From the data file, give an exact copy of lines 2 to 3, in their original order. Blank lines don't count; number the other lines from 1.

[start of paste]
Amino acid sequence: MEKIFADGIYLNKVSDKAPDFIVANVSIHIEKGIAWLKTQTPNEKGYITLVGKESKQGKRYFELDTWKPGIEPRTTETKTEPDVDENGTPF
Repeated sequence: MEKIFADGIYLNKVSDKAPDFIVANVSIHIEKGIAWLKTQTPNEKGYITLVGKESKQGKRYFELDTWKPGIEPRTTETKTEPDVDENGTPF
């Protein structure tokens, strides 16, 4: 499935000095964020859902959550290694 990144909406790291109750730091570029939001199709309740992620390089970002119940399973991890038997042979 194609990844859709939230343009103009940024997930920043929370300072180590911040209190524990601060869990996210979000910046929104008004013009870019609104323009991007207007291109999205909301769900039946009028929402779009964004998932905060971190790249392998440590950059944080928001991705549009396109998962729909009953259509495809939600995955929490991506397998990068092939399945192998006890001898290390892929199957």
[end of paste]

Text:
Repeated sequence: MEKIFADGIYLNKVSDKAPDFIVANVSIHIEKGIAWLKTQTPNEKGYITLVGKESKQGKRYFELDTWKPGIEPRTTETKTEPDVDENGTPF
């Protein structure tokens, strides 16, 4: 499935000095964020859902959550290694 990144909406790291109750730091570029939001199709309740992620390089970002119940399973991890038997042979 194609990844859709939230343009103009940024997930920043929370300072180590911040209190524990601060869990996210979000910046929104008004013009870019609104323009991007207007291109999205909301769900039946009028929402779009964004998932905060971190790249392998440590950059944080928001991705549009396109998962729909009953259509495809939600995955929490991506397998990068092939399945192998006890001898290390892929199957």